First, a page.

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Pioneers - Colonial settlers

Jamestown was established in 1607 by the Virginia Company as a business venture, and the original group of colonists were exclusively men. Historical pictures show the Jamestown settlers' interactions with the Powhatan Indians, including Pocahontas, who saved Captain John Smith and married a colonist, John Rolfe. Soon women and families arrived at Jamestown colony. Although for a time the colonists nearly starved, Virginia colonists managed to grow tobacco as a cash crop for export, and the colony spread to other areas of Virginia.

In 1620 the Mayflower landed a group of Pilgrims at Plymouth, where historical pictures show they endured cold New England winters with the help of neighboring Wampanoag Indians. Meanwhile, nearby Massachusetts Bay Colony was settled by Puritans, centered in colonial Boston, who drove away people who did not conform with their strict religious views, including Roger Williams who founded the colony of Rhode Island. Other heretics were banished, punished, or executed, including Quakers. Puritan groups also chartered Connecticut colony and settled the frontier in New Hampshire. Colonial Maine was part of Massachusetts.

New Netherland attracted Dutch colonists, who in 1625 established the bustling seaport of New Amsterdam on Manhattan Island, brought to life in historical pictures. In 1674 New Netherland was taken over by the English and renamed New York, although the lingering Dutch influence can be seen in historical pictures. Most of New Jersey was an English colony, but part was included with Delaware in colonial New Sweden, the only Scandinavian colony in the New World. Historical pictures show William Penn led English Quakers to settle in Pennsylvania, a haven of cultural and religious tolerance, giving colonial Philadelphia its nickname of the City of Brotherly Love.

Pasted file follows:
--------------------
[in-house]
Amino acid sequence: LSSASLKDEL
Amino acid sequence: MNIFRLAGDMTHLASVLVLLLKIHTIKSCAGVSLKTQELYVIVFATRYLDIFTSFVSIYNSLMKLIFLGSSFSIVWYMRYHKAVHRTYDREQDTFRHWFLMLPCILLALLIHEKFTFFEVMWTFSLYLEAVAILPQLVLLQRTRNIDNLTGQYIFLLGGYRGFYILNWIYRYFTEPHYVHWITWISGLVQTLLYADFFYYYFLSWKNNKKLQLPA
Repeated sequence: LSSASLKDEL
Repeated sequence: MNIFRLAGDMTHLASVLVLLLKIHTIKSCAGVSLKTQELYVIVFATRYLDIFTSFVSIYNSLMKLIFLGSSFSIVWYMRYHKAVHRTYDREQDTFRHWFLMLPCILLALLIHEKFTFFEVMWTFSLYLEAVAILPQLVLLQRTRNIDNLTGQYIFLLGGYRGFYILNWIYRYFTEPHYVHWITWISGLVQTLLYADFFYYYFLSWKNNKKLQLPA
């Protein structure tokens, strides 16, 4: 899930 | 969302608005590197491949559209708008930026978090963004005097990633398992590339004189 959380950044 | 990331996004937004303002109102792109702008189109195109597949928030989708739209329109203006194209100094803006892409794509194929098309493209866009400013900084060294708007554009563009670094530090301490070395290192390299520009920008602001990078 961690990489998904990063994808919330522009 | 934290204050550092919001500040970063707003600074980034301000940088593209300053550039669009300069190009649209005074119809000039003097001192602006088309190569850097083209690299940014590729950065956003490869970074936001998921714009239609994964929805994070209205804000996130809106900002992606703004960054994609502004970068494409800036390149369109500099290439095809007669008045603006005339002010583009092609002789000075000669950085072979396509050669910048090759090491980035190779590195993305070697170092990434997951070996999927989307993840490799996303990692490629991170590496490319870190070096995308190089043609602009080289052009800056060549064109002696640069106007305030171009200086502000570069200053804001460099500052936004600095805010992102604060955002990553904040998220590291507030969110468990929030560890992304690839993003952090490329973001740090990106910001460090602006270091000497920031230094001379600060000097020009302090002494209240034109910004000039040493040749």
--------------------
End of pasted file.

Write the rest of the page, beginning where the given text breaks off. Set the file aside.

Colonial Maryland, shown in historical pictures, was a refuge for persecuted Roman Catholics fleeing from intolerance during England's Protestant Reformation. Carolina Colony, or the Province of Carolina, began with a settlement in Charleston, shown in its early days in vintage pictures. Until 1712 the colony included both North Carolina and South Carolina. In 1732 James Oglethorpe chartered Georgia Colony, the last of the original thirteen colonies to be founded.

South and west of the thirteen Atlantic colonies, Spanish explorers had already claimed Florida. Historical pictures and maps show New Spain included the Gulf Coast area, as well as Central America and Mexico, which then included much of what is now the US Southwest, notably Texas, New Mexico, Colorado, Utah, Arizona, and California, all sharing a core Spanish colonial culture intermingled with many different southwestern Native American cultures. All of colonial South America was also Spanish, except Portuguese Brazil. As seen in historical pictures, a core element of Spanish settlement was the Roman Catholic mission church where padres such as Father Junipero Serra conveyed Spanish culture to natives.

To the north was French Canada, where historical pictures show the voyageurs canoed inland along the St. Lawrence River and explored and mapped the Great Lakes. In addition to vintage fur traders, Canadian French Catholic missionaries pushed into the frontier to bring Christianity to Aboriginal natives. An historical example of teamwork between a French trader and priest was the expedition of Father Jacques Marquette and Louis Joliet, who discovered the upper Mississippi River by a route across Wisconsin from Lake Michigan. These explorers traveled down the Mississippi by canoe as far south as Arkansas, where they could confirm they were travling on the same great Mississippi River that LaSalle had claimed for France in Louisiana to the south.

Historical maps of North America record many changes in territorial boundaries. Some changes were a result of increased cartographical knowledge gained by exploration of the North American frontier and some resulted from evolving colonial land claims. Territory changed ownership as a result of local or international conflict, such as the French and Indian War, or after treaties or economic conditions led to border changes.


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